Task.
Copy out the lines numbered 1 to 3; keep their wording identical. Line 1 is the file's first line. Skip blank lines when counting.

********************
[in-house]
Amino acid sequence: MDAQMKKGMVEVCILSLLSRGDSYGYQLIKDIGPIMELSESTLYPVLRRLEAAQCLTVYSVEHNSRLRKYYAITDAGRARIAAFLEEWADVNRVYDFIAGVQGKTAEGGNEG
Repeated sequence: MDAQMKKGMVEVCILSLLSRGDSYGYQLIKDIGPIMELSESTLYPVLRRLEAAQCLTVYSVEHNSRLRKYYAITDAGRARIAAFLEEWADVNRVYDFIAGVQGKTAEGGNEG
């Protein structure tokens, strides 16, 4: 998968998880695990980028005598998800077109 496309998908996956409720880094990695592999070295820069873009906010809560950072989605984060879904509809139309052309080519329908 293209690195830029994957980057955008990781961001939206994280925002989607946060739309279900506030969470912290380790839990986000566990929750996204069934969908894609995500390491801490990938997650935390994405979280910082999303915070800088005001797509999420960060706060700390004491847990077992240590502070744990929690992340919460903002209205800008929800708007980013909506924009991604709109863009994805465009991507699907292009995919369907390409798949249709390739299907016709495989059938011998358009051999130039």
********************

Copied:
[in-house]
Amino acid sequence: MDAQMKKGMVEVCILSLLSRGDSYGYQLIKDIGPIMELSESTLYPVLRRLEAAQCLTVYSVEHNSRLRKYYAITDAGRARIAAFLEEWADVNRVYDFIAGVQGKTAEGGNEG
Repeated sequence: MDAQMKKGMVEVCILSLLSRGDSYGYQLIKDIGPIMELSESTLYPVLRRLEAAQCLTVYSVEHNSRLRKYYAITDAGRARIAAFLEEWADVNRVYDFIAGVQGKTAEGGNEG